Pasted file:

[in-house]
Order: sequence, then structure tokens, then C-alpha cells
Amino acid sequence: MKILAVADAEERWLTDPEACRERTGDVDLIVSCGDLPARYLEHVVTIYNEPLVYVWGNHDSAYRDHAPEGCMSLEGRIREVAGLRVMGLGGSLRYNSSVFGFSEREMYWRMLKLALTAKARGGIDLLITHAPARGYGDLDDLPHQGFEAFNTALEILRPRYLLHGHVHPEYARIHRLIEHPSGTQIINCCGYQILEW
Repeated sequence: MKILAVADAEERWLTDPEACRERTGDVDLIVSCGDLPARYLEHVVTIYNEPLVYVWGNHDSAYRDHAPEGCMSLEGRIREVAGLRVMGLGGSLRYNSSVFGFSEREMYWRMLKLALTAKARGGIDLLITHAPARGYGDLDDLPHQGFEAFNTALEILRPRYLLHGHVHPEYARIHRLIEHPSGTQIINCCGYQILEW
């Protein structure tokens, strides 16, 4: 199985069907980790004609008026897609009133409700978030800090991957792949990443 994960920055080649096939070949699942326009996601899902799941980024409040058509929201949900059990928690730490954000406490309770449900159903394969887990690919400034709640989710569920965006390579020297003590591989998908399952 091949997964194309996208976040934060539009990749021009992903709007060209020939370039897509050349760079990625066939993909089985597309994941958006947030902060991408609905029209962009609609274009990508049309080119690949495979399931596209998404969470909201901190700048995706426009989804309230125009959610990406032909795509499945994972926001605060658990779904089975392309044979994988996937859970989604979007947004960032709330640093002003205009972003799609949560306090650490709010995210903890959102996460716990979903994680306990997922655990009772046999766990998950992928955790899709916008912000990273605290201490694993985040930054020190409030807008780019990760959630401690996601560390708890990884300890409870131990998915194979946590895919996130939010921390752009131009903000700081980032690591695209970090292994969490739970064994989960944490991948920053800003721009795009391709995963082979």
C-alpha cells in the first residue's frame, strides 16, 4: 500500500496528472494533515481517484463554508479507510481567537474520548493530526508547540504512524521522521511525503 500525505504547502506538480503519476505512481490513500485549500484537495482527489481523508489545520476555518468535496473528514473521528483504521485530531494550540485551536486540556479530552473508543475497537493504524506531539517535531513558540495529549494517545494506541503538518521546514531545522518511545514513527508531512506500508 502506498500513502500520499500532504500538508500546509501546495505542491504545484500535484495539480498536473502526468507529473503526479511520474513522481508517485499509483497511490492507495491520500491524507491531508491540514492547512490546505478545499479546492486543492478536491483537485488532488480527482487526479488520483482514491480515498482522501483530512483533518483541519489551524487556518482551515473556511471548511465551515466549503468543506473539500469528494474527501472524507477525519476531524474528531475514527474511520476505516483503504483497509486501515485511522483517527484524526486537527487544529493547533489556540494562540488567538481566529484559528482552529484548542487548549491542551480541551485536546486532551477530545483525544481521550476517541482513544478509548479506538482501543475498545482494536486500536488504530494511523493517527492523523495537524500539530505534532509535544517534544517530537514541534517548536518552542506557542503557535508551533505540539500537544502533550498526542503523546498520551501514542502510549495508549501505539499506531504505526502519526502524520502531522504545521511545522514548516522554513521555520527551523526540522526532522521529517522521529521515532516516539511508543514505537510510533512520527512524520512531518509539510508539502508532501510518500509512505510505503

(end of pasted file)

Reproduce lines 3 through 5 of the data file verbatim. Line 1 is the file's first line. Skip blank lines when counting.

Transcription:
Amino acid sequence: MKILAVADAEERWLTDPEACRERTGDVDLIVSCGDLPARYLEHVVTIYNEPLVYVWGNHDSAYRDHAPEGCMSLEGRIREVAGLRVMGLGGSLRYNSSVFGFSEREMYWRMLKLALTAKARGGIDLLITHAPARGYGDLDDLPHQGFEAFNTALEILRPRYLLHGHVHPEYARIHRLIEHPSGTQIINCCGYQILEW
Repeated sequence: MKILAVADAEERWLTDPEACRERTGDVDLIVSCGDLPARYLEHVVTIYNEPLVYVWGNHDSAYRDHAPEGCMSLEGRIREVAGLRVMGLGGSLRYNSSVFGFSEREMYWRMLKLALTAKARGGIDLLITHAPARGYGDLDDLPHQGFEAFNTALEILRPRYLLHGHVHPEYARIHRLIEHPSGTQIINCCGYQILEW
């Protein structure tokens, strides 16, 4: 199985069907980790004609008026897609009133409700978030800090991957792949990443 994960920055080649096939070949699942326009996601899902799941980024409040058509929201949900059990928690730490954000406490309770449900159903394969887990690919400034709640989710569920965006390579020297003590591989998908399952 091949997964194309996208976040934060539009990749021009992903709007060209020939370039897509050349760079990625066939993909089985597309994941958006947030902060991408609905029209962009609609274009990508049309080119690949495979399931596209998404969470909201901190700048995706426009989804309230125009959610990406032909795509499945994972926001605060658990779904089975392309044979994988996937859970989604979007947004960032709330640093002003205009972003799609949560306090650490709010995210903890959102996460716990979903994680306990997922655990009772046999766990998950992928955790899709916008912000990273605290201490694993985040930054020190409030807008780019990760959630401690996601560390708890990884300890409870131990998915194979946590895919996130939010921390752009131009903000700081980032690591695209970090292994969490739970064994989960944490991948920053800003721009795009391709995963082979």